David Shepherd asks: "Yet is the statement 'affirm that homosexual orientation in itself is no bar to a faithful Christian life or to full participation in lay and ordained ministry in the Church and acknowledge the importance of lesbian and gay members of the Church of England participating in the listening process as full members of the Church.' the same as affirming the moral equivalence of homosexual and heterosexual conduct?"

It is.

Posted by: A J Barford on Thursday, 30 June 2011 at 9:32am BST

"If everyone has a sexual orientation, each of us still needs to discover how divine insight (as revealed through scripture) challenges our expression of that orientation in conduct and personal relationships." - David Shepherd -

This statement sounds prety-well right to me. However; it would be very difficult to maintain the false dichotomy that orientation does not necessarily entail activity in connection with that orientation. To say that one's sexual orientation should not - in certain circumstances (such as the LGBT variation) - allow of the allied benefit of physical expression; would be to suggest that the innate sexuality of an L.G.B. or T. person is 'invalid': i.e. blasphemous!

There are 'eunuchs' who choose to be so (sexually inactive) 'for the sake of the Kingdom of God; but there are also 'eunuchs' (intrinsically gay, and not naturally disposed towards procreation); who are 'this way from their mother's womb'. In saying this in Matthew's Gospel, Jesus did not judge one eunuch to be preferable to another. Nor did he put a judgement value on their disposition to engage (or not) in sexual activity.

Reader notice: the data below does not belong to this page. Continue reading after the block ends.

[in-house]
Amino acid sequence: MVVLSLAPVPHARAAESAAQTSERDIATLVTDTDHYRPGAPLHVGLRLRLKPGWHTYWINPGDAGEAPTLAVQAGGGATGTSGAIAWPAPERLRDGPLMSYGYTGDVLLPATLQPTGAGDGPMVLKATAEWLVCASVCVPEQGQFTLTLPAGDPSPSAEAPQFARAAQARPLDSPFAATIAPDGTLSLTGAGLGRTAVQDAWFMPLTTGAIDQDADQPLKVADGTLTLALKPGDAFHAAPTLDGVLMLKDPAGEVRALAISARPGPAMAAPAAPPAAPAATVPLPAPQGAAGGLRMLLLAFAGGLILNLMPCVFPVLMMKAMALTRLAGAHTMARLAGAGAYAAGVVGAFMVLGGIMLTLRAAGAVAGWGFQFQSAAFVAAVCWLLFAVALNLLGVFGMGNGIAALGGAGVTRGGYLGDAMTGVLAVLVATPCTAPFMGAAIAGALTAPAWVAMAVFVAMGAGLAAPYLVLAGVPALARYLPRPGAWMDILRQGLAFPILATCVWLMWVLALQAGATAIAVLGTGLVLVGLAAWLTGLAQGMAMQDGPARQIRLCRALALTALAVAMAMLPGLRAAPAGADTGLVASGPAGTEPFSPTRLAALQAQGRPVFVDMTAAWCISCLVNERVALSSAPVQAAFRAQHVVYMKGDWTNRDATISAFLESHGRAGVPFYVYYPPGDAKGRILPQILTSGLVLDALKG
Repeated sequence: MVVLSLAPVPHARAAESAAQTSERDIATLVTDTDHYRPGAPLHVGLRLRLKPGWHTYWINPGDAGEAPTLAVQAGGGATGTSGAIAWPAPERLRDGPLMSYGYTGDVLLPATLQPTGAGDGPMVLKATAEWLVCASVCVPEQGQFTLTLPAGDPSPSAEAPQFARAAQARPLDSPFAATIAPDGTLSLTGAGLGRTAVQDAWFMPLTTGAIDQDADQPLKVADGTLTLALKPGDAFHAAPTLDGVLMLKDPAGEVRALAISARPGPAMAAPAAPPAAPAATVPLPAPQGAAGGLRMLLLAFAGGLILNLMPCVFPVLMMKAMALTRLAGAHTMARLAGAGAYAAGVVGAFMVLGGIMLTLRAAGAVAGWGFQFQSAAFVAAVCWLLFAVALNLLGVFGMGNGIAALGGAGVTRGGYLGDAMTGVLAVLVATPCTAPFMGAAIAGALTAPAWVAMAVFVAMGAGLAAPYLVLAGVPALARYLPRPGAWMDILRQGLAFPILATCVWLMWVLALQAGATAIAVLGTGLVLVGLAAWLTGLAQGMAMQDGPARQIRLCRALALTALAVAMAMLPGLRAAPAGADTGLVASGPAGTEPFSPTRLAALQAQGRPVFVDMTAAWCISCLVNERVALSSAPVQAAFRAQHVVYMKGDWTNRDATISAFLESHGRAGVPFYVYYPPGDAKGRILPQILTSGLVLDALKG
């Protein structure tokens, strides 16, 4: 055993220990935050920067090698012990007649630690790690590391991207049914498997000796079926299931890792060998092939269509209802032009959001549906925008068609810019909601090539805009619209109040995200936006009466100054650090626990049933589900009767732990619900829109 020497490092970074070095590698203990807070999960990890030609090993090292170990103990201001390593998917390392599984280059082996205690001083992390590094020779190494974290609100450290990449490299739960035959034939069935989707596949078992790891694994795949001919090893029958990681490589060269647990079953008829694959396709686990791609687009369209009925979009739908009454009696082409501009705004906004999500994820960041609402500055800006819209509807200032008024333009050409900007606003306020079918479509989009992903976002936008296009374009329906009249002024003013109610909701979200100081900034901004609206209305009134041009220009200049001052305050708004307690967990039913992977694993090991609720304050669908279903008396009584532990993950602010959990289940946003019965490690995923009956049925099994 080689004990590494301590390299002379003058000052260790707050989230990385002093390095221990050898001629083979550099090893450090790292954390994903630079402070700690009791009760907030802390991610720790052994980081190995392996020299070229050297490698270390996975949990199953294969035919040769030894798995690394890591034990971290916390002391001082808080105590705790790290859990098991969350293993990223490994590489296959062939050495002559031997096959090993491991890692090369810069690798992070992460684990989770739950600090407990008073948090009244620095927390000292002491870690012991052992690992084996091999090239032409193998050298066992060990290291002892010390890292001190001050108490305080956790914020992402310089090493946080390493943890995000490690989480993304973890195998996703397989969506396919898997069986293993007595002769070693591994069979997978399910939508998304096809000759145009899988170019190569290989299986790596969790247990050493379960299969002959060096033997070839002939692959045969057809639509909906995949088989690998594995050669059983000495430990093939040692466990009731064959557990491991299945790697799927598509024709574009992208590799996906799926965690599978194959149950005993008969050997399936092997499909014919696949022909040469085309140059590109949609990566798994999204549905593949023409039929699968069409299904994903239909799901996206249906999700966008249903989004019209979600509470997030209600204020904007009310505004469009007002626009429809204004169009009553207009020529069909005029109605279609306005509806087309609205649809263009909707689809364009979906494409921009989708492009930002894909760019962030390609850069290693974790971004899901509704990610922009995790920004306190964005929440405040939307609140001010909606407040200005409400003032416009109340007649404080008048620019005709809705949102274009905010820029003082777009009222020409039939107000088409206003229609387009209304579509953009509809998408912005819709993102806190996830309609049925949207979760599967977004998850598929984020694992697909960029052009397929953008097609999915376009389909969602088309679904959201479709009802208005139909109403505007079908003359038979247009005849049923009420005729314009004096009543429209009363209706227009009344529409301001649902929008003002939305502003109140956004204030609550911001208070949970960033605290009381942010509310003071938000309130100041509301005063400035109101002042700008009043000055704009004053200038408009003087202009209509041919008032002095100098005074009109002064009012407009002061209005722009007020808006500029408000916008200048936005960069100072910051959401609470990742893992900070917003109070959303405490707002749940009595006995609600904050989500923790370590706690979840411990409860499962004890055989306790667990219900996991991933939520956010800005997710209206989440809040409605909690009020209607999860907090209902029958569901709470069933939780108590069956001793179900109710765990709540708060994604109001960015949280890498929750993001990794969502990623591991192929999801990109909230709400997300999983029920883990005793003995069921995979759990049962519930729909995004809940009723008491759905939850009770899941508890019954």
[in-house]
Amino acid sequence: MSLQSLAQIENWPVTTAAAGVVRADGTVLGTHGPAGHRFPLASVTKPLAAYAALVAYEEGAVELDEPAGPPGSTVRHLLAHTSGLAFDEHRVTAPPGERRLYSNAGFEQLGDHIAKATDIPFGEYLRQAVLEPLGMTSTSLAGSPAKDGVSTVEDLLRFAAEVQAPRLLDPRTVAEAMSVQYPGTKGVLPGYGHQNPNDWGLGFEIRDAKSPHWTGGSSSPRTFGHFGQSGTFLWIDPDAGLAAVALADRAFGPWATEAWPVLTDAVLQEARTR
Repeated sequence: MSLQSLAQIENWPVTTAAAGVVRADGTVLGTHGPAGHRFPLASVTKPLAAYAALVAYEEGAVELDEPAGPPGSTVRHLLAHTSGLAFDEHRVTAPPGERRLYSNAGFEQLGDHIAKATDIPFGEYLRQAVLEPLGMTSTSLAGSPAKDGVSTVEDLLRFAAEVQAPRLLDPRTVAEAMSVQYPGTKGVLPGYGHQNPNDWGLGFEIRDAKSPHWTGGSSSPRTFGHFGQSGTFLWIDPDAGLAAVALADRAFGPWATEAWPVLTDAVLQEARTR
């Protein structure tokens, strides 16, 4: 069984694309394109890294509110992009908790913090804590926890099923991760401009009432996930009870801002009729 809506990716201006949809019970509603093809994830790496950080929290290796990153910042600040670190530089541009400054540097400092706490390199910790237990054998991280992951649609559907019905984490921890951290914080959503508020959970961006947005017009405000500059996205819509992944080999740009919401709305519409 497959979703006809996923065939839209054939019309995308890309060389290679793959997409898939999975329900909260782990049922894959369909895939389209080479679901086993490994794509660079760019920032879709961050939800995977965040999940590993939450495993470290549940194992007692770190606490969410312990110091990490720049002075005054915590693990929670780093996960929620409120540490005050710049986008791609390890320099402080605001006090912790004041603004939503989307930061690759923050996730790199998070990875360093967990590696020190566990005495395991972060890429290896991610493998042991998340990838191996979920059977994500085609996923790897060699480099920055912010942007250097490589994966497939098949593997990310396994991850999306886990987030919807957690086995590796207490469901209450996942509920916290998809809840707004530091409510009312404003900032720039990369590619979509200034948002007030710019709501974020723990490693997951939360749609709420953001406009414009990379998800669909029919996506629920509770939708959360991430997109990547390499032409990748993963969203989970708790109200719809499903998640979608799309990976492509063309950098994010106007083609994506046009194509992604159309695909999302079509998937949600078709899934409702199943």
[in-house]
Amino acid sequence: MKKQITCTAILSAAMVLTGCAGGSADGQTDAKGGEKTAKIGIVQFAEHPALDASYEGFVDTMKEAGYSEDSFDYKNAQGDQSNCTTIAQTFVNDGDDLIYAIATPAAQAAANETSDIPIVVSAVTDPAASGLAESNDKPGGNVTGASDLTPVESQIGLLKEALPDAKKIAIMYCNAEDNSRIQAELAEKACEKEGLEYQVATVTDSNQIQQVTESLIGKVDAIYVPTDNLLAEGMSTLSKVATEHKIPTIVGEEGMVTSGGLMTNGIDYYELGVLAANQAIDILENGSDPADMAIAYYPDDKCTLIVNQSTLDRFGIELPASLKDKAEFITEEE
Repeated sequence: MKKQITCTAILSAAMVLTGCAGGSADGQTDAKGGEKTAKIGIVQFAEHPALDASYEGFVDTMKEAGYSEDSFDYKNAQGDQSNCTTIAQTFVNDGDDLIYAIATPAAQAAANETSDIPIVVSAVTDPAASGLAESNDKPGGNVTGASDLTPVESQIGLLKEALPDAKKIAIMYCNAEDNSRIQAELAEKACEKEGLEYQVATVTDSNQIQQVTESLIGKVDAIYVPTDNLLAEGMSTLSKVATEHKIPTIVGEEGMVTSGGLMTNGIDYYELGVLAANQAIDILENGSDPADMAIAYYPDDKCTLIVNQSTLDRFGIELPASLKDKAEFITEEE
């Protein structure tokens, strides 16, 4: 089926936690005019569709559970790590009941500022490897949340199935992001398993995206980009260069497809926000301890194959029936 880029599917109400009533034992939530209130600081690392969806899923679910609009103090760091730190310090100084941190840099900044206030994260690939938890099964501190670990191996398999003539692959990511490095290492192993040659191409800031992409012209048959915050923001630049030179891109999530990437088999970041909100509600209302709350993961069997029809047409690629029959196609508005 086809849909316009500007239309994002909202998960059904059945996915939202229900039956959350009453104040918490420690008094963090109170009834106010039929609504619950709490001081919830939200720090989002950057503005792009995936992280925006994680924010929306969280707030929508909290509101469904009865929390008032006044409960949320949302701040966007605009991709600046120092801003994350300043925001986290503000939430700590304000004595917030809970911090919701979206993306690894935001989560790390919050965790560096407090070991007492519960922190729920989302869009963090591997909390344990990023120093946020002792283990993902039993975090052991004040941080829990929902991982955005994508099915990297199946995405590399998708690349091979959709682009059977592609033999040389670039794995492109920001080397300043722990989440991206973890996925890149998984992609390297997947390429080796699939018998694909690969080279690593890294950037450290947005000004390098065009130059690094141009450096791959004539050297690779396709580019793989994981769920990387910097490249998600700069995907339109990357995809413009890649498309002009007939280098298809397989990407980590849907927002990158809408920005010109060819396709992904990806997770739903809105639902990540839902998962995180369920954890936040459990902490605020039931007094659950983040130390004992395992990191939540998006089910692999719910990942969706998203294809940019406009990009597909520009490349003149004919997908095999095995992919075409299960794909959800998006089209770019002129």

Posted by: Father Ron Smith on Thursday, 30 June 2011 at 5:06pm BST

@ A J Barford:
Apparently, those who issued the statement that I quoted think differently. Otherwise, there would be no need for the House of Bishops to announce the review last week.

@Father Ron Smith:
The choice between gay or straight orientation is also a false dichotomy.

In the scripture, there is no assumption of sexual orientation towards either gender on the part of those described as eunuchs. It would be presumptious to press these verses into the service of any orientation.

There was no need for Christ to address the disposition of eunuchs to engage in sexual activity. The word 'eunuch' does not connote intrinsic homosexuality.

Posted by: David Shepherd on Tuesday, 5 July 2011 at 9:50pm BST